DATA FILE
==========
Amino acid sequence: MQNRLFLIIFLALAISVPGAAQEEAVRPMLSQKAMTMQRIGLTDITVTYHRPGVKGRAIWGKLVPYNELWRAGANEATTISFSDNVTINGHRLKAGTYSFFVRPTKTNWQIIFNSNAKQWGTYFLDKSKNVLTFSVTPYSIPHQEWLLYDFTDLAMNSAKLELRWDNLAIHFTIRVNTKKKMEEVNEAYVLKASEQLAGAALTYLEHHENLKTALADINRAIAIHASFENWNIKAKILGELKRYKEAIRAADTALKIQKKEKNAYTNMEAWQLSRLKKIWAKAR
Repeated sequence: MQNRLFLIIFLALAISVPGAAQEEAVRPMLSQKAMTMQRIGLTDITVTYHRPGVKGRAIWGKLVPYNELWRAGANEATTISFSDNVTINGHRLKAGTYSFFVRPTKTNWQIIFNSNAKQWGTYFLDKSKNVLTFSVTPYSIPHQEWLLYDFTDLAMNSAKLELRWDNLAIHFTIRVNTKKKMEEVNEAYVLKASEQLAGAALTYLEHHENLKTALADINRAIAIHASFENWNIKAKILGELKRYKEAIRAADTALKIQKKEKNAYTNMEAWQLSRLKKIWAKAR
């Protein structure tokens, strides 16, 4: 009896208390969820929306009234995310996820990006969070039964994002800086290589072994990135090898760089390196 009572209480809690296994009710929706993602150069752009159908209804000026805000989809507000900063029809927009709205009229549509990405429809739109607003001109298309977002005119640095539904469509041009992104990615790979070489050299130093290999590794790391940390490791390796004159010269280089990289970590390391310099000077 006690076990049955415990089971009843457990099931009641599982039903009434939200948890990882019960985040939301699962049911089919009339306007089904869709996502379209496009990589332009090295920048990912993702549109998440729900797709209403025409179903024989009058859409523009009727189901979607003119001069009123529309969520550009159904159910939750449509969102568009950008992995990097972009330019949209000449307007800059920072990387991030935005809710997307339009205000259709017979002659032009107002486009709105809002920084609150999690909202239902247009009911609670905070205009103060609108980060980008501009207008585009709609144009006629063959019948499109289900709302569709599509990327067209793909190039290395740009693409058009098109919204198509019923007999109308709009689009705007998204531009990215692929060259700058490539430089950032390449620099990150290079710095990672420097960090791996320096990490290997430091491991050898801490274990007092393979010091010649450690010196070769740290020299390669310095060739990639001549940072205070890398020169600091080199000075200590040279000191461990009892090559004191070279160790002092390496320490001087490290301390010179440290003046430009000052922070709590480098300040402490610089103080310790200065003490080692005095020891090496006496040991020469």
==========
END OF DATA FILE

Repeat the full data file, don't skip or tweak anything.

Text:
Amino acid sequence: MQNRLFLIIFLALAISVPGAAQEEAVRPMLSQKAMTMQRIGLTDITVTYHRPGVKGRAIWGKLVPYNELWRAGANEATTISFSDNVTINGHRLKAGTYSFFVRPTKTNWQIIFNSNAKQWGTYFLDKSKNVLTFSVTPYSIPHQEWLLYDFTDLAMNSAKLELRWDNLAIHFTIRVNTKKKMEEVNEAYVLKASEQLAGAALTYLEHHENLKTALADINRAIAIHASFENWNIKAKILGELKRYKEAIRAADTALKIQKKEKNAYTNMEAWQLSRLKKIWAKAR
Repeated sequence: MQNRLFLIIFLALAISVPGAAQEEAVRPMLSQKAMTMQRIGLTDITVTYHRPGVKGRAIWGKLVPYNELWRAGANEATTISFSDNVTINGHRLKAGTYSFFVRPTKTNWQIIFNSNAKQWGTYFLDKSKNVLTFSVTPYSIPHQEWLLYDFTDLAMNSAKLELRWDNLAIHFTIRVNTKKKMEEVNEAYVLKASEQLAGAALTYLEHHENLKTALADINRAIAIHASFENWNIKAKILGELKRYKEAIRAADTALKIQKKEKNAYTNMEAWQLSRLKKIWAKAR
């Protein structure tokens, strides 16, 4: 009896208390969820929306009234995310996820990006969070039964994002800086290589072994990135090898760089390196 009572209480809690296994009710929706993602150069752009159908209804000026805000989809507000900063029809927009709205009229549509990405429809739109607003001109298309977002005119640095539904469509041009992104990615790979070489050299130093290999590794790391940390490791390796004159010269280089990289970590390391310099000077 006690076990049955415990089971009843457990099931009641599982039903009434939200948890990882019960985040939301699962049911089919009339306007089904869709996502379209496009990589332009090295920048990912993702549109998440729900797709209403025409179903024989009058859409523009009727189901979607003119001069009123529309969520550009159904159910939750449509969102568009950008992995990097972009330019949209000449307007800059920072990387991030935005809710997307339009205000259709017979002659032009107002486009709105809002920084609150999690909202239902247009009911609670905070205009103060609108980060980008501009207008585009709609144009006629063959019948499109289900709302569709599509990327067209793909190039290395740009693409058009098109919204198509019923007999109308709009689009705007998204531009990215692929060259700058490539430089950032390449620099990150290079710095990672420097960090791996320096990490290997430091491991050898801490274990007092393979010091010649450690010196070769740290020299390669310095060739990639001549940072205070890398020169600091080199000075200590040279000191461990009892090559004191070279160790002092390496320490001087490290301390010179440290003046430009000052922070709590480098300040402490610089103080310790200065003490080692005095020891090496006496040991020469």